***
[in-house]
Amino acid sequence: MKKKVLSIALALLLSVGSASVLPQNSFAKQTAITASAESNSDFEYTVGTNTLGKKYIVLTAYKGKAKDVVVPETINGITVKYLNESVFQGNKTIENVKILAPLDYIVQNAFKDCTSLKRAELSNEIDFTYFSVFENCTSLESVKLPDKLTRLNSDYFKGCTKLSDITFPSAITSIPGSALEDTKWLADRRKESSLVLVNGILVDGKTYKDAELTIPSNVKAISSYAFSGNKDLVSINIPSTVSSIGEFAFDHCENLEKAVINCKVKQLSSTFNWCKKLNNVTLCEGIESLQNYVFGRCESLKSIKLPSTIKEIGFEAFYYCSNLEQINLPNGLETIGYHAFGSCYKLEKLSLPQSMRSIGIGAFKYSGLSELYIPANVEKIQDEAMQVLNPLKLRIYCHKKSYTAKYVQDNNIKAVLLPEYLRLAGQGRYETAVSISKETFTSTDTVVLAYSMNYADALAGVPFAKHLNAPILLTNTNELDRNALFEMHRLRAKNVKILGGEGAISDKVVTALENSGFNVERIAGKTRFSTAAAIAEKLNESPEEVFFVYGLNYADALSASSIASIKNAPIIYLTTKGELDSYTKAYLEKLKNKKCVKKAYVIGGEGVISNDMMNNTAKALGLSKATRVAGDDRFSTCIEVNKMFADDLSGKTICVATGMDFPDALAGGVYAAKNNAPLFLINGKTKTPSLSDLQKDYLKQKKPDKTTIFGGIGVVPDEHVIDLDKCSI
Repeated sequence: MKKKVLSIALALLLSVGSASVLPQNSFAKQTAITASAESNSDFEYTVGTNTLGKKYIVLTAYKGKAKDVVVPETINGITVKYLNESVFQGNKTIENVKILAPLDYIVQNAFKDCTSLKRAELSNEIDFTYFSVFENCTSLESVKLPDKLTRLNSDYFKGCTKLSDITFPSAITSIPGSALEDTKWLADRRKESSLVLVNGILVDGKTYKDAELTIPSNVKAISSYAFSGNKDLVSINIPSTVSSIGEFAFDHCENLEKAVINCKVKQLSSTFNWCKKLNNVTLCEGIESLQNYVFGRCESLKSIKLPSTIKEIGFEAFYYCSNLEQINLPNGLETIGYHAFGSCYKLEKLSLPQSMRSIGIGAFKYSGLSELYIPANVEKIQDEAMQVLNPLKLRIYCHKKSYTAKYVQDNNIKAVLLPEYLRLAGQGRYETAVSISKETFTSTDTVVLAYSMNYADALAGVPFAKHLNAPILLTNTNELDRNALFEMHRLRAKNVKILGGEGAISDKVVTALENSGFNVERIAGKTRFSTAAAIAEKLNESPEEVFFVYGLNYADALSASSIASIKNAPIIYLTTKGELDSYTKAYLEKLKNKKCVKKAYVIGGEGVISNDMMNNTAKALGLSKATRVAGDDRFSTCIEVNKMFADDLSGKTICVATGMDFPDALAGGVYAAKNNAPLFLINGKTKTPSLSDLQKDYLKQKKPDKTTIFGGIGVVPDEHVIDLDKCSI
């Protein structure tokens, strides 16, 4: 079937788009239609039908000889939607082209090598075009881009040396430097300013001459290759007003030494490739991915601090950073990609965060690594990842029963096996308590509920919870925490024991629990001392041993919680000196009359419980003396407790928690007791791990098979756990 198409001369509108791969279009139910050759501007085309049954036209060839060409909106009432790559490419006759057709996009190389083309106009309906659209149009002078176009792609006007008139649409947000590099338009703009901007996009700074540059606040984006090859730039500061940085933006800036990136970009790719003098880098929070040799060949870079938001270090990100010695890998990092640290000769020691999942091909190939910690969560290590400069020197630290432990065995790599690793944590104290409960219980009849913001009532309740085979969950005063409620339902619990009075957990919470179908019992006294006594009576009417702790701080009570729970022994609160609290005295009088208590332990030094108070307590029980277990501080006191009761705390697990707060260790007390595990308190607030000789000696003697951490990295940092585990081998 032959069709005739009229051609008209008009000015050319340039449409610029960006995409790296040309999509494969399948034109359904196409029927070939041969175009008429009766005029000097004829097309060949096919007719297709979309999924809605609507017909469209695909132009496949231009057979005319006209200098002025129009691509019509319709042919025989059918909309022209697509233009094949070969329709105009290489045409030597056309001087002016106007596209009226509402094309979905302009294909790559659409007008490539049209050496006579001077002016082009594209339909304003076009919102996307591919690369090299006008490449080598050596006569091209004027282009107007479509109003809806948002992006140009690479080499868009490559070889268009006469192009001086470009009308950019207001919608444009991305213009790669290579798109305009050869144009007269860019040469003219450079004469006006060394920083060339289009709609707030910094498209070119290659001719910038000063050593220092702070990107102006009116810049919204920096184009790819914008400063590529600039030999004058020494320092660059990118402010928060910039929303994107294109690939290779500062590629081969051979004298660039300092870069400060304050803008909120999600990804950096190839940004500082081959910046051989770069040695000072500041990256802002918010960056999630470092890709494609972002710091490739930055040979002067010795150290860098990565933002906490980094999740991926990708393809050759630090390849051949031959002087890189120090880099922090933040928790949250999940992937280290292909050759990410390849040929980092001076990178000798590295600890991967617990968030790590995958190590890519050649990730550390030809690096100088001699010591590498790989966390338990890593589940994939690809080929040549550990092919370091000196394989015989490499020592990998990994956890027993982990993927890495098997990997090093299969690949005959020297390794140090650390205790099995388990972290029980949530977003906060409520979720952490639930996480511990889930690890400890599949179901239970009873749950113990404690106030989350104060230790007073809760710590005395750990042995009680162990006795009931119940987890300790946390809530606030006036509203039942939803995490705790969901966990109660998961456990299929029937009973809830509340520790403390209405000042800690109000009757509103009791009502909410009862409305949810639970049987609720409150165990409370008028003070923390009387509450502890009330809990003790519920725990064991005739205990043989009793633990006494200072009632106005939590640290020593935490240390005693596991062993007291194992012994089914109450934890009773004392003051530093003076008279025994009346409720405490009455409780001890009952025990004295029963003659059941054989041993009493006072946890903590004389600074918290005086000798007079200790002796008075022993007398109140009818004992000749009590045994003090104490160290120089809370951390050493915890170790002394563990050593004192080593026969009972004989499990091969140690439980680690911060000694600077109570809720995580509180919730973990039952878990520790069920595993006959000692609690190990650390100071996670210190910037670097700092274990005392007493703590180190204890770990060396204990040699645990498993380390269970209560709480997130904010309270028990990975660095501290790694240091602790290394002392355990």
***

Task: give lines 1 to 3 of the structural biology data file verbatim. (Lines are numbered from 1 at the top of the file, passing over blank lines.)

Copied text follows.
[in-house]
Amino acid sequence: MKKKVLSIALALLLSVGSASVLPQNSFAKQTAITASAESNSDFEYTVGTNTLGKKYIVLTAYKGKAKDVVVPETINGITVKYLNESVFQGNKTIENVKILAPLDYIVQNAFKDCTSLKRAELSNEIDFTYFSVFENCTSLESVKLPDKLTRLNSDYFKGCTKLSDITFPSAITSIPGSALEDTKWLADRRKESSLVLVNGILVDGKTYKDAELTIPSNVKAISSYAFSGNKDLVSINIPSTVSSIGEFAFDHCENLEKAVINCKVKQLSSTFNWCKKLNNVTLCEGIESLQNYVFGRCESLKSIKLPSTIKEIGFEAFYYCSNLEQINLPNGLETIGYHAFGSCYKLEKLSLPQSMRSIGIGAFKYSGLSELYIPANVEKIQDEAMQVLNPLKLRIYCHKKSYTAKYVQDNNIKAVLLPEYLRLAGQGRYETAVSISKETFTSTDTVVLAYSMNYADALAGVPFAKHLNAPILLTNTNELDRNALFEMHRLRAKNVKILGGEGAISDKVVTALENSGFNVERIAGKTRFSTAAAIAEKLNESPEEVFFVYGLNYADALSASSIASIKNAPIIYLTTKGELDSYTKAYLEKLKNKKCVKKAYVIGGEGVISNDMMNNTAKALGLSKATRVAGDDRFSTCIEVNKMFADDLSGKTICVATGMDFPDALAGGVYAAKNNAPLFLINGKTKTPSLSDLQKDYLKQKKPDKTTIFGGIGVVPDEHVIDLDKCSI
Repeated sequence: MKKKVLSIALALLLSVGSASVLPQNSFAKQTAITASAESNSDFEYTVGTNTLGKKYIVLTAYKGKAKDVVVPETINGITVKYLNESVFQGNKTIENVKILAPLDYIVQNAFKDCTSLKRAELSNEIDFTYFSVFENCTSLESVKLPDKLTRLNSDYFKGCTKLSDITFPSAITSIPGSALEDTKWLADRRKESSLVLVNGILVDGKTYKDAELTIPSNVKAISSYAFSGNKDLVSINIPSTVSSIGEFAFDHCENLEKAVINCKVKQLSSTFNWCKKLNNVTLCEGIESLQNYVFGRCESLKSIKLPSTIKEIGFEAFYYCSNLEQINLPNGLETIGYHAFGSCYKLEKLSLPQSMRSIGIGAFKYSGLSELYIPANVEKIQDEAMQVLNPLKLRIYCHKKSYTAKYVQDNNIKAVLLPEYLRLAGQGRYETAVSISKETFTSTDTVVLAYSMNYADALAGVPFAKHLNAPILLTNTNELDRNALFEMHRLRAKNVKILGGEGAISDKVVTALENSGFNVERIAGKTRFSTAAAIAEKLNESPEEVFFVYGLNYADALSASSIASIKNAPIIYLTTKGELDSYTKAYLEKLKNKKCVKKAYVIGGEGVISNDMMNNTAKALGLSKATRVAGDDRFSTCIEVNKMFADDLSGKTICVATGMDFPDALAGGVYAAKNNAPLFLINGKTKTPSLSDLQKDYLKQKKPDKTTIFGGIGVVPDEHVIDLDKCSI